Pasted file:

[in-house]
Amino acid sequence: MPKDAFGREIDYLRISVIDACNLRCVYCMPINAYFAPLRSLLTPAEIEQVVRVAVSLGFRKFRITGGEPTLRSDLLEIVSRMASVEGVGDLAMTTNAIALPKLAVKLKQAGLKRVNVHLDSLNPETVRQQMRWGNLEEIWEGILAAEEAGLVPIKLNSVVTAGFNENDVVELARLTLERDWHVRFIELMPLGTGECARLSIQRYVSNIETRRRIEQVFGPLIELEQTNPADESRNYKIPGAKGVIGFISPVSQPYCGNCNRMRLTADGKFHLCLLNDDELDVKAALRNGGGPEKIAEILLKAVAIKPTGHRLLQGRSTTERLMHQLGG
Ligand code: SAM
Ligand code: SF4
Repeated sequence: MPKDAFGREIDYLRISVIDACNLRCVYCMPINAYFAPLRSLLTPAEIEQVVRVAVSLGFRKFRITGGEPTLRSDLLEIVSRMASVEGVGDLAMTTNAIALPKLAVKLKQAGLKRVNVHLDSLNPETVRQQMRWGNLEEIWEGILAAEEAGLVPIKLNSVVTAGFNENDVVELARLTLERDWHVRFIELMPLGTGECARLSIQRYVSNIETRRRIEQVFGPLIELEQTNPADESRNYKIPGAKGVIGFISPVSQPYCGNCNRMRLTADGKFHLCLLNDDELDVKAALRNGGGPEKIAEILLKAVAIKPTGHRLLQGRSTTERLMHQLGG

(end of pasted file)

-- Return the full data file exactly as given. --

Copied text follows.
[in-house]
Amino acid sequence: MPKDAFGREIDYLRISVIDACNLRCVYCMPINAYFAPLRSLLTPAEIEQVVRVAVSLGFRKFRITGGEPTLRSDLLEIVSRMASVEGVGDLAMTTNAIALPKLAVKLKQAGLKRVNVHLDSLNPETVRQQMRWGNLEEIWEGILAAEEAGLVPIKLNSVVTAGFNENDVVELARLTLERDWHVRFIELMPLGTGECARLSIQRYVSNIETRRRIEQVFGPLIELEQTNPADESRNYKIPGAKGVIGFISPVSQPYCGNCNRMRLTADGKFHLCLLNDDELDVKAALRNGGGPEKIAEILLKAVAIKPTGHRLLQGRSTTERLMHQLGG
Ligand code: SAM
Ligand code: SF4
Repeated sequence: MPKDAFGREIDYLRISVIDACNLRCVYCMPINAYFAPLRSLLTPAEIEQVVRVAVSLGFRKFRITGGEPTLRSDLLEIVSRMASVEGVGDLAMTTNAIALPKLAVKLKQAGLKRVNVHLDSLNPETVRQQMRWGNLEEIWEGILAAEEAGLVPIKLNSVVTAGFNENDVVELARLTLERDWHVRFIELMPLGTGECARLSIQRYVSNIETRRRIEQVFGPLIELEQTNPADESRNYKIPGAKGVIGFISPVSQPYCGNCNRMRLTADGKFHLCLLNDDELDVKAALRNGGGPEKIAEILLKAVAIKPTGHRLLQGRSTTERLMHQLGG